The Szekler people are subjects of international law!

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The peace process ending the First World War has cut off Szeklerland from Hungary, placing it under the jurisdiction of a foreign country, Romania. At the same time, however, the Szekler peoples, together with Transylvanian Saxons, gained recognition as subjects of international law.

Section 11 of the Paris Minority Treaty of 9 December 1919, concluded between the Allied and Associated Powers and Romania, stated that Romania will ensure that the Transylvanian Szekler and Saxon communities will be given self determination in religious and educational matters under the supervision of the Romanian State.

Romania’s constitution, adopted in 1952, reaffirmed this status, by establishing the Hungarian Autonomous Province in Szeklerland, stipulating that: "The Romanian People's Republic assures administrative-territorial autonomy for the Hungarian population in the Szekler regions where they live compactly"[1]. The administrative subunits of the province, the "Szekler regions", roughly corresponded to the territories of the Szekler seats.

Nearly a hundred years after the recognition of the international legal status of the Szekler people, we note that the Saxon community went nearly extinct, but we, the Szeklers, still live in the same area as in 1919 and 1952.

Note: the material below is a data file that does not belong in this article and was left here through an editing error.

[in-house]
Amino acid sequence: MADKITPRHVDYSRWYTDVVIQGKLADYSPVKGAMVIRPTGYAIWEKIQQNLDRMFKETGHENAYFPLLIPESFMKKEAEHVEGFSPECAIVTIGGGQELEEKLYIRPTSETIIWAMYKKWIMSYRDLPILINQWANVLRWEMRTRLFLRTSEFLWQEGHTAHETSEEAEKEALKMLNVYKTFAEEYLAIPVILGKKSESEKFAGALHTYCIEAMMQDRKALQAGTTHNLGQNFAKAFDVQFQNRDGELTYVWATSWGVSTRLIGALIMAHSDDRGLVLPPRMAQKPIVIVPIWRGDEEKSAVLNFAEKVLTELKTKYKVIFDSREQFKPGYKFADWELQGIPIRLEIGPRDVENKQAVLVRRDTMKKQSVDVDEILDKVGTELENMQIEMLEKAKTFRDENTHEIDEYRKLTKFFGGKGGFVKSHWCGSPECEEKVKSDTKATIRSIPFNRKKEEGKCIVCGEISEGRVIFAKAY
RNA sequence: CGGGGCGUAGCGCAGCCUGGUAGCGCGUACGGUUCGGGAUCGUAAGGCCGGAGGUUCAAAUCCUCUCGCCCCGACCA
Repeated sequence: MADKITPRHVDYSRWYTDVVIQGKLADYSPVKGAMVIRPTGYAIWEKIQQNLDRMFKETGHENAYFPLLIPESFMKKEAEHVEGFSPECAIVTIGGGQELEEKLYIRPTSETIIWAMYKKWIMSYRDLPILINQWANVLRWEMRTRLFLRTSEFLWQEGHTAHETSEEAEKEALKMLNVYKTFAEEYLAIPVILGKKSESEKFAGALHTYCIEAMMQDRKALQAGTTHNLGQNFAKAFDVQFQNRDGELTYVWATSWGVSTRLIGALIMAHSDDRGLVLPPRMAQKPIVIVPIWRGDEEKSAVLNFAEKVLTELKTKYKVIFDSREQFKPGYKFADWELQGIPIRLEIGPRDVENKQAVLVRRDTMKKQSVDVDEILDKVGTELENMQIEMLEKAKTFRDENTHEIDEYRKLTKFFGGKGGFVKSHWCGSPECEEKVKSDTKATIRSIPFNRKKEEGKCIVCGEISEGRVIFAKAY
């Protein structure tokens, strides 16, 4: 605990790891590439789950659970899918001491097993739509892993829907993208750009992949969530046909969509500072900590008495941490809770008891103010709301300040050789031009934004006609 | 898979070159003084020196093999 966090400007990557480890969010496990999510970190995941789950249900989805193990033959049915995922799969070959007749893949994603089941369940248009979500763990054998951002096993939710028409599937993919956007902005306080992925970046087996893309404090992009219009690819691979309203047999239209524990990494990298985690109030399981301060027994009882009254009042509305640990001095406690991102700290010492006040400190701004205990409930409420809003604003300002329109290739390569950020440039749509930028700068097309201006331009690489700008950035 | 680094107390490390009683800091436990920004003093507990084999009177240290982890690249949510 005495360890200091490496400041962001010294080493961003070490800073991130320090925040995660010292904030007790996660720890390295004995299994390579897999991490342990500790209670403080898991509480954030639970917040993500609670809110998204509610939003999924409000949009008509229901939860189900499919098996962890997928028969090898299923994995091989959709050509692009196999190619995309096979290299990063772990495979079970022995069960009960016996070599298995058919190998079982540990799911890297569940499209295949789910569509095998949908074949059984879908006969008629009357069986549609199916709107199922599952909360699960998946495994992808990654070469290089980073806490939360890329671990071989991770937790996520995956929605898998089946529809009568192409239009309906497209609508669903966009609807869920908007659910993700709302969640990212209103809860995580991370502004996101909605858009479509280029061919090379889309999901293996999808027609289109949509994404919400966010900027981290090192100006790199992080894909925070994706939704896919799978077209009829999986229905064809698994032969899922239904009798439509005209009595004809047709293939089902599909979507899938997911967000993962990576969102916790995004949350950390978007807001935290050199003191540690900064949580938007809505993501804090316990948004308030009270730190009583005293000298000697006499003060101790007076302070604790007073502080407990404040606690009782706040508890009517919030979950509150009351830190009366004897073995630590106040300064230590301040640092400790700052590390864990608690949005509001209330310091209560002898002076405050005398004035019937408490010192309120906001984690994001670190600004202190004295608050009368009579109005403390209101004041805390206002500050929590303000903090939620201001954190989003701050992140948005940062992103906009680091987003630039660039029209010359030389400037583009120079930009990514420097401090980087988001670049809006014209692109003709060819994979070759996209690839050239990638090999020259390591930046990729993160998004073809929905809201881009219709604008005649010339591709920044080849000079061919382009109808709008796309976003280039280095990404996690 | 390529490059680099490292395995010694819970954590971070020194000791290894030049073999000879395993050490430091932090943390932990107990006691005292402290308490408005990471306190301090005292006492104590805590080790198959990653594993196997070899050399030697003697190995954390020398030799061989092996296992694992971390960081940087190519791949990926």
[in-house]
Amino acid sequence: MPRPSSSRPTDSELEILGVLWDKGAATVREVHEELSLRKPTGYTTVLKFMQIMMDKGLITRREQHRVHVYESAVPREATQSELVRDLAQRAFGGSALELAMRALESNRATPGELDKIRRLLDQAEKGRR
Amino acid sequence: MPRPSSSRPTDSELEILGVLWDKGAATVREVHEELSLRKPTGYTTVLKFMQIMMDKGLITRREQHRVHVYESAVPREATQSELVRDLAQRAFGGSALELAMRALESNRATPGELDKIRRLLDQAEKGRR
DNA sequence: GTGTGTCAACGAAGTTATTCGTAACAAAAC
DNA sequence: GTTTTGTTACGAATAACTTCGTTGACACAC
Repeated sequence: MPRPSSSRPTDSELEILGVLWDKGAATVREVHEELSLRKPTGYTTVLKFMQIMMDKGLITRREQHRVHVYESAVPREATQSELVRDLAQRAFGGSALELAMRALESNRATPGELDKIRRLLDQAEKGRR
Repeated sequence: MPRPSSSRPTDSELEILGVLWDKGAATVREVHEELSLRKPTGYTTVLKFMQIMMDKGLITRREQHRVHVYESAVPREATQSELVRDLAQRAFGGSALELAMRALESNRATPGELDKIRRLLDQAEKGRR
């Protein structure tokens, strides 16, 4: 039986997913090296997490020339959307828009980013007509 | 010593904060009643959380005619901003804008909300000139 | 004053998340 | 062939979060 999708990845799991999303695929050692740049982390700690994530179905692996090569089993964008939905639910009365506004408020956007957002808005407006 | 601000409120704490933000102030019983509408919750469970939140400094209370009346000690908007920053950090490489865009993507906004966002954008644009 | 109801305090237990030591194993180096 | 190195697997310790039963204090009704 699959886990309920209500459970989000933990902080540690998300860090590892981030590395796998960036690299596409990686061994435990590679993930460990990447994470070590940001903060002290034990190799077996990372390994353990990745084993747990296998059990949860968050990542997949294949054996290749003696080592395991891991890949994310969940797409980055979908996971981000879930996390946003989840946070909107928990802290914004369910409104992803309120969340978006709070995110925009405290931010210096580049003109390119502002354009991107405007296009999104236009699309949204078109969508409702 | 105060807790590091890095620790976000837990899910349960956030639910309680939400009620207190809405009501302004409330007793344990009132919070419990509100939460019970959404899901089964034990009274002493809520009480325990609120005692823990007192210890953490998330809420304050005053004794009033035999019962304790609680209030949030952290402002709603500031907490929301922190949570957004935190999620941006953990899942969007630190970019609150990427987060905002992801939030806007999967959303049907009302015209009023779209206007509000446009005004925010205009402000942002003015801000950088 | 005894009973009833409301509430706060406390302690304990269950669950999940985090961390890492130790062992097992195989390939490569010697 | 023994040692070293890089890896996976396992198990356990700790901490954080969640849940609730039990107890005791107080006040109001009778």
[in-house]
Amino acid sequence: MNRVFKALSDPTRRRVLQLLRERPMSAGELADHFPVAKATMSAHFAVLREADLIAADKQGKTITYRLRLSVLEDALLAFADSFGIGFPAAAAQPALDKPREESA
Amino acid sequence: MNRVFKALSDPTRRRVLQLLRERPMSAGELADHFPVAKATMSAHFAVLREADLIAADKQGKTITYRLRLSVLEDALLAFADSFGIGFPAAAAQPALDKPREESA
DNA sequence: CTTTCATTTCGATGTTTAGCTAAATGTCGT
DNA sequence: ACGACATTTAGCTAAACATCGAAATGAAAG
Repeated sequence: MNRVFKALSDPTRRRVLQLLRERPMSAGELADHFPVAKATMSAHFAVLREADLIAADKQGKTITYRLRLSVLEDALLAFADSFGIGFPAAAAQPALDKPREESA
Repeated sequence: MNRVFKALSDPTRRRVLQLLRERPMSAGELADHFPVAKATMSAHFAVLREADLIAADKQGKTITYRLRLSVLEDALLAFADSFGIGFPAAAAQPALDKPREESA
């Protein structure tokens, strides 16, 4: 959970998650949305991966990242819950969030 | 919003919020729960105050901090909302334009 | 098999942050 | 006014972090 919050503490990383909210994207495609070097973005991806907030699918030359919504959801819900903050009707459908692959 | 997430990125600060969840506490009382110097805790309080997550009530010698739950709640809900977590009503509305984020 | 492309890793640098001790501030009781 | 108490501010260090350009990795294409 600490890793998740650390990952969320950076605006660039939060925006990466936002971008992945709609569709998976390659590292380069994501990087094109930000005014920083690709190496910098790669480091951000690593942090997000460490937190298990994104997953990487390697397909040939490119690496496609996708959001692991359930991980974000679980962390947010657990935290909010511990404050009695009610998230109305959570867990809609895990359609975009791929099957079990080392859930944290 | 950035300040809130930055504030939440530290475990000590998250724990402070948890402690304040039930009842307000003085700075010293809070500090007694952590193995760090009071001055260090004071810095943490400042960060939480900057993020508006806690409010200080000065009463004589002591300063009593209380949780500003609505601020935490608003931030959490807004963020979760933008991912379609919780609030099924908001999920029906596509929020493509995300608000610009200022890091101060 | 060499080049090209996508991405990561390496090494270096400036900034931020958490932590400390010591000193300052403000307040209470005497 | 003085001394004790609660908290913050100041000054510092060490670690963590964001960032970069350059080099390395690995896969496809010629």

We must remember, how 50 years ago, on 16 February 1968, the (Maros) Hungarian Autonomous Region was abolished through the actions of Nicolae Ceausescu. Actions that both the Hungarian and international human rights movements have been indifferent to. On this day, the Grand National Assembly adopted the Law 2/1968 on the County System, which is still in force to this day.

It is also important to emphasize the anti-democratic path the Romanian public opinion has taken in respect of the Hungarian question, under the conditions of democracy. Today, when the issue of administrative reform arises, leading politicians compete in denying the cultural, linguistic and ethnic criteria for the designation of administrative boundaries. All the while even the unlawful legislation of 1968, adopted fifty years ago, states that the counties are created with respect to geographical, economic, social and ethnic circumstances, in light of the cultural connections and traditions of the population! [2]

The Romanian government, the parliament, the head of state should explain this downturn. After all, they are the ones responsible for it.

The Szekler peoples, aware of the fact that they are subjects of international law, aware of the European practice of territorial autonomies, as well as Romania's international commitments, based on the will of the Szeklers already expressed through referendum, and based on the pro-autonomy decisions of 63 local municipalities, will not give up on Szeklerland’s territorial autonomy. They demand the restoration of a right that has already been recognized by the Romanian state.

Izsák Balázs

President of the Szekler National Council

February 12, 2018, Marosvásárhely



[1]În Republica Populară Română se asigură autonomie administrativ-teritorială populației maghiare din raioanele secuiești, unde ea formează o masă compactă.”

2 “Județul este alcătuit din orașe și comune - unități de bază ale organizării administrativ-teritoriale a țării - în funcție de condițiile geografice, economice și social-politice, etnice și de legăturile culturale și tradiționale ale populației.”